Challenge X, a design challenge put together by the Department of Energy and General Motors to engage students in the design and construction of fuel-efficient vehicles for a new age of automobile transportation, is now in its fourth and final year. The Mathworks, a platinum sponsor of the challenge, recently held the Challenge X kick-off event at its Natick, MA campus.
The challenge consists of 17 teams from across North America, each representing individual colleges and universities.
“The core goal of the competition is to create sustainable mobility,” says Cynthia Svestka, executive technical assistant, powertrain/vehicle integration at GM. “We had the opportunity in the creation of Challenge X to mirror the GM development process and thereby give the students the opportunity to take a project from that paper-based state to the actual hardware execution like we would do in industry,” she says.
During the first year of the competition, simulation played the largest role in the design of the team’s vehicles because they didn’t have a tangible vehicle to work with until GM provided each team with a Chevrolet Equinox. “The modeling and simulation has really been an absolutely instrumental part of the whole competition, starting from the selection of architecture,” says Ben Ciavola, Rose-Hulman Institute of Technology senior and Challenge X modeling and controls team leader. “I think we ran something like 450 different architecture configurations in a design or experiment fashion to select what our team came up with.”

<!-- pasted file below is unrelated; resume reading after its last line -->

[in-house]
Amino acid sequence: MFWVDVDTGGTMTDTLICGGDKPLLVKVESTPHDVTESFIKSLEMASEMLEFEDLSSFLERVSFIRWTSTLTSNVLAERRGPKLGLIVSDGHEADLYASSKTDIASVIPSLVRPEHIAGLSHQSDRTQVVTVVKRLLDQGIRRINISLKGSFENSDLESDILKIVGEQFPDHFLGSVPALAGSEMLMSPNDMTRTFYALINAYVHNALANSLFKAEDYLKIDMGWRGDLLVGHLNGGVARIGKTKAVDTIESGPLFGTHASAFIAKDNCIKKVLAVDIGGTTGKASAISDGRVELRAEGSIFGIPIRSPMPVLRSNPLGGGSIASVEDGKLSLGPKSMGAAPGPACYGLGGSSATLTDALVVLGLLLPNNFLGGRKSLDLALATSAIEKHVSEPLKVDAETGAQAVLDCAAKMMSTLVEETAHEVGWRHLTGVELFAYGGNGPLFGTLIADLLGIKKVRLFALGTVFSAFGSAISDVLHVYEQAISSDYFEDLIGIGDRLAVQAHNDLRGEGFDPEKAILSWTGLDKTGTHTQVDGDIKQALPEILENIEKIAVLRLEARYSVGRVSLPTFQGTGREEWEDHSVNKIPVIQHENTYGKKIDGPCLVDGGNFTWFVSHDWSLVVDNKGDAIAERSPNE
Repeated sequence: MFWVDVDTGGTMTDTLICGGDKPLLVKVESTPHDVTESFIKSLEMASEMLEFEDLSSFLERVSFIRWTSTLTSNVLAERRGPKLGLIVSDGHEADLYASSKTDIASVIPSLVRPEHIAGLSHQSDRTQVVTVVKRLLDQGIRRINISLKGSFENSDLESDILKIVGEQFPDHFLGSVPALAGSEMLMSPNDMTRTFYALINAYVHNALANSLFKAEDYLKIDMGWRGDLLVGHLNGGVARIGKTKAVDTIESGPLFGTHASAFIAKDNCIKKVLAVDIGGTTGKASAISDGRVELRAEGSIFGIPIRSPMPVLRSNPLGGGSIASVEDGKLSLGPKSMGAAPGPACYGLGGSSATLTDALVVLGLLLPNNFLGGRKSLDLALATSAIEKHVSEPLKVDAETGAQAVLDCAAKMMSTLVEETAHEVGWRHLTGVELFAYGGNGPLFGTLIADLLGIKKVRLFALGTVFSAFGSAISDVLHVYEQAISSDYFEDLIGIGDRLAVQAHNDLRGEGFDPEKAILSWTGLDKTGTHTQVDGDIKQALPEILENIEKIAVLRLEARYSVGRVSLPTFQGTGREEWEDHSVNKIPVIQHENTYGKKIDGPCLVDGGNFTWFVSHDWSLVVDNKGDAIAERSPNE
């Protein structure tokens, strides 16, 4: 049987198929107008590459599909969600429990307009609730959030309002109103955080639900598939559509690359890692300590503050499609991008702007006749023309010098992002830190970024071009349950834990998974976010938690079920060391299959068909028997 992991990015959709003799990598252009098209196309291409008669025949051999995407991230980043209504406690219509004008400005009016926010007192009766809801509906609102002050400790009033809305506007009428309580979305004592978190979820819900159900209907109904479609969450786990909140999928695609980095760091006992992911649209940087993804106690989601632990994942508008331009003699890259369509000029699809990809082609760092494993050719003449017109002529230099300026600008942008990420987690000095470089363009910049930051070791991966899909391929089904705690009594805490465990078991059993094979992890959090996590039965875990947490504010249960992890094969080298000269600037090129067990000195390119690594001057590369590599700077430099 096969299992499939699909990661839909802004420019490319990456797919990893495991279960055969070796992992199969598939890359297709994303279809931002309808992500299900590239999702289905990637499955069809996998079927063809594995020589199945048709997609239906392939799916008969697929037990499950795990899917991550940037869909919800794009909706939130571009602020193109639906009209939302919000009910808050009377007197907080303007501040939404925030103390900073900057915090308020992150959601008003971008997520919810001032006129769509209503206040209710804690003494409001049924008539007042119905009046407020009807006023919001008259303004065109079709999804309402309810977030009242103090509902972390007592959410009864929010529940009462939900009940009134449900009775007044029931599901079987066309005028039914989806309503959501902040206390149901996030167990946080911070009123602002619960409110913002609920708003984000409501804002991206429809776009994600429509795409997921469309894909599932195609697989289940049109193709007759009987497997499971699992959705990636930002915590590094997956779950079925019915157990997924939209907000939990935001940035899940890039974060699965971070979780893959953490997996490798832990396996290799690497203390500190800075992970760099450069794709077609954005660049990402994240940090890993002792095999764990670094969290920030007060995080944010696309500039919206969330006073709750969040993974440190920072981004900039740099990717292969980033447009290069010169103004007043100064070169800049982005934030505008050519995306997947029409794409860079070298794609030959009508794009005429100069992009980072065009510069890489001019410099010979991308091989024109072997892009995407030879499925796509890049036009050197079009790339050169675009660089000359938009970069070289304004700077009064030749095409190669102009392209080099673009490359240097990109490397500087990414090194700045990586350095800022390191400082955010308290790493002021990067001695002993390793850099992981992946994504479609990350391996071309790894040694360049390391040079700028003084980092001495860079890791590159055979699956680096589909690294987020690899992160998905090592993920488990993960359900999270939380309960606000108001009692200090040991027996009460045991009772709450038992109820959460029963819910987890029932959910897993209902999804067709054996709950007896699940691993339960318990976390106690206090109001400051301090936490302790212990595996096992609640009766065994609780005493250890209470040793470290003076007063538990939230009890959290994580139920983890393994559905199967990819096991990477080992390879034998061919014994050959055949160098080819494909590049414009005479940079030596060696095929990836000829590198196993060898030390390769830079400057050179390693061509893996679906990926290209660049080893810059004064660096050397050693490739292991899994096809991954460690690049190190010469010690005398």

The MathWorks provides a suite of simulation software for the students to use in the challenge, including MatLab and Simulink. Argonne National Laboratory, which manages the event, also provides software, including PSAT (Powertrain System Analysis Toolkit), which works with Simulink. “Taking your Simulink code and being able to port it into the PSAT code is something that we did extensively to update our VTS (vehicle technical specifications),” says Mike Wahlstrom, Challenge X technical coordinator for Argonne and former Challenge X Waterloo team member.
Many students participating in the challenge this year have been involved from the beginning. “It’s been almost like an extra class that we’ve been taking all the way through,” says Chris Haliburton, Waterloo Senior and Challenge X team member. “So we’re mechanical, chemical, electrical engineers, but it’s like we’ve been taking a specialization in hybrid vehicles, so we all speak the same language from that perspective.”
Over the past two and a half years, GM alone has hired 50 former Challenge X students — an extra incentive to be involved in the program. “One of our objectives in doing this is to produce scientists and engineers who understand and are familiar with using advanced technology and the integration challenges of putting advanced technologies into a system, and helping develop and prepare these students to go out into the marketplace where they can help develop and design the next generation of vehicles,” says Edward Wall, program manager, office of freedom CAR and vehicle technologies for the Department of Energy.
By covering the complete vehicle design and development process, the competition aims to provide students with a solid foundation in new fields of engineering technology. “Seeing how the whole vehicle fits together is really one of the key aspects of truly becoming a hybrid engineer,” says Ciavola. “You can’t really focus on just one component anymore; you have to see the whole system and how everything interacts in order to get the full functionality and the full benefit.”